Since LCL is negative,
LCL  0
UCL  0.282
set LCL  0. The limits are
C-Charts
• “Count charts”
• Used when looking at # of defects
• Control limits are based on average number of
defects, c
Number-of-Defectives
or
C
C-Chart Computations
Chart
1). Compute c-bar:
c
number
number
2). Compute
c 
of defects observed
of samples taken
c
3). Compute LCL and UCL using the formulas:
UCL  c  z c
LCL  c  z c
As with the X-Bar chart, z is the number of
sigma limits specified in the problem
As with the P-Bar chart, if the LCL
turns out to be negative, set LCL to 0
(LCL can’t be negative, why?
C-Chart Example: The number of weekly customer
complaints are monitored in a large hotel using a
c-chart. Develop three sigma control limits using the
data table below. Z=3.
Week
Number of
Complaints
1
3
2
2
_
3
3
c
4
1
5
3
6
3
7
2
LCL c  c  z c  2.2  3 2.2   2.25.
8
1
Since LCL is negative,
9
3
10
1
Total
22
# complaints

# of samples
22
 2.2
10
UCL c  c  z c  2.2  3 2.2  6.65
The limits
are then
LCL  0
UCL  6.65
set LCL to 0.
Process Capability
• “Capability” : Can a process or system
meet its requirements?
Cp 
product' s design specificat
6 standard
deviations
ion range
of the production
USL  " Upper Specificat
ion Limit"
LSL  " Lower Specificat
ion Limit"

USL - LSL
system
6
Cp < 1: process not capable of meeting design specs
Cp ≥ 1: process capable of meeting design specs
Cp assumes that the process is centered on the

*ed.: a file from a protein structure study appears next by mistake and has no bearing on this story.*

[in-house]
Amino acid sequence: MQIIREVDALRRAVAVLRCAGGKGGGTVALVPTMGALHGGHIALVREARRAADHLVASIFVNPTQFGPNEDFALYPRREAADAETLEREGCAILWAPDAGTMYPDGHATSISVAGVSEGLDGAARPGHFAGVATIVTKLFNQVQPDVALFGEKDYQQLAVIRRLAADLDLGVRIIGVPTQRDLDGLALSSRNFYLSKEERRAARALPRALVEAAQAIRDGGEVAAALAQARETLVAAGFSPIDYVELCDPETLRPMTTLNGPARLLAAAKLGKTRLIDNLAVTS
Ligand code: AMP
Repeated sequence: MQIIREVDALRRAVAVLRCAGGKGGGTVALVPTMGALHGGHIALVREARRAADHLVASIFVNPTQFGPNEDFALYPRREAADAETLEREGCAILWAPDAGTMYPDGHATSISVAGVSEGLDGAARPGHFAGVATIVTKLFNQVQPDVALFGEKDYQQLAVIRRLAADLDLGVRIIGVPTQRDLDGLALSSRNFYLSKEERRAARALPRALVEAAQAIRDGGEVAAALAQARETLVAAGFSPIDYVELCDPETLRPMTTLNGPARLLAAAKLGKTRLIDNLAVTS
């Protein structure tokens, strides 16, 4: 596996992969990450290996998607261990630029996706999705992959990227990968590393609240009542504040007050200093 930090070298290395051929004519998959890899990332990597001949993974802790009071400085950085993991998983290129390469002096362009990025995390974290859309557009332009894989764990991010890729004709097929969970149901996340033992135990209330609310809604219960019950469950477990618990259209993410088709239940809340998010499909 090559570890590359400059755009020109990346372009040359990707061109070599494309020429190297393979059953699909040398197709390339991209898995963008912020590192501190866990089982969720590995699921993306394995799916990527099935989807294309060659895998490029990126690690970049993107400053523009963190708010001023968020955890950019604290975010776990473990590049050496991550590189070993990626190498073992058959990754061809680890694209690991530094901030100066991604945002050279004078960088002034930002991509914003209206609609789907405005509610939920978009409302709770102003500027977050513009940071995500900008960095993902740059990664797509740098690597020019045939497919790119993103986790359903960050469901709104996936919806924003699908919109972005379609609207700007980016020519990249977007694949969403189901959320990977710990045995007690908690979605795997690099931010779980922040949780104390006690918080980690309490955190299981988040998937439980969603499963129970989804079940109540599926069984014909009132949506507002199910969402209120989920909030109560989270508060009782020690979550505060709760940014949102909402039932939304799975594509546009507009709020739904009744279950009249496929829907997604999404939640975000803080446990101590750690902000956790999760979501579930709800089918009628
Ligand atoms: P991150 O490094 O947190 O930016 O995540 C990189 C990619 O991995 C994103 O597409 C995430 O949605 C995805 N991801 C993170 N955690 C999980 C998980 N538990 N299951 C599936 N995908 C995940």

specification range, which may not be the case!
To see if a process is centered, we use Cpk:

 USL  μ μ  LSL 
Cpk  min 
,

3σ
3σ


Cpk
 USL  μ μ  LSL 
Cpk  min 
,

3σ
3σ


min = “minimum of the two”

= mean of the process
A value of Cpk < 1 indicates that the process is not
centered.

Cp=Cpk when process is centered
Example
Design specifications call for a target value of 16.0 +/-0.2 ounces.
Observed process output has a mean of 15.9 and a standard
deviation of 0.1 ounces. Is the process capable?
 LSL = 16-0.2 = 15.8
 USL =16 + 0.2 = 16.2
Cp 
16 . 2  15 . 8
 0 . 667
6 (. 1)
 16 . 2  15 . 9 15 . 9  15 . 8 

Cpk  min 
,
3 (. 1)
3 (. 1)


 min( 1, 0 . 333 )  0 . 3333
Both Cp and Cpk  1, so process is not capable.
Chapter 3
Project Mgt. and Waiting Line
Theory
Critical Path Method (CPM)
Critical Path Method (CPM)
•
CPM is an approach to scheduling and controlling project
activities.
•
The critical path: Longest path through the
process
•
Rule 1: EF = ES + Time to complete activity
•
Rule 2: the ES time for an activity equals the largest
EF time of all immediate predecessors.
•
Rule 3: LS = LF – Time to complete activity
•
Rule 4: the LF time for an activity is the smallest LS
of all immediate successors.
Example
Ac tiv ity
A
B
C
D
E
F
G
H
I
J
K
D e s c rip tio n
D e ve lo p p ro d u c t s p e c ific a tio n s
D e s ig n m a n u fa c tu rin g p ro c e s s
S o u rc e & p u rc h a s e m a te ria ls
S o u rc e & p u rc h a s e to o lin g & e q u ip m e n t
R e c e ive & in s ta ll to o lin g & e q u ip m e n t
R e c e ive m a te ria ls
P ilo t p ro d u c tio n ru n
E va lu a te p ro d u c t d e s ig n
E va lu a te p ro c e s s p e rfo rm a n c e
W rite d o c u m e n ta tio n re p o rt
T ra n s itio n to m a n u fa c tu rin g
Im m e d ia te
D u ra tio n
P re d e c e s s o r
N one
A
A
B
D
C
E & F
G
G
H & I
J
(w e e k s )
4
6
3
6
14
5
2
2
3
4
2
Step 1: Draw the Diagram
Step 2: Add Activity Durations
Step 3: Identify All Unique Paths
And Path Durations
Path Duration = Sum of all task times along
the path
Path
Duration
ABDEGHJK
40
ABDEGIJK
41
ACFGHJK
22
ACFGIJK
23
Critical path
Adding Feeder Buffers to Critical
Chains
• The theory of constraints, the basis for critical chains, focuses
on keeping bottlenecks busy.
• Time buffers can be put between bottlenecks in the critical path
• These feeder buffers protect the critical path from delays in noncritical paths
ES=10 ES=16
EF=16 EF=30
LS=16
LS=10
E Buffer
LF=16 LF=30
ES=4
EF=10
LS=4
LF=10
B(6)
D(6)
E(14)
A(4)
ES=0
EF=4
LS=0
LF=4
ES=32
EF=34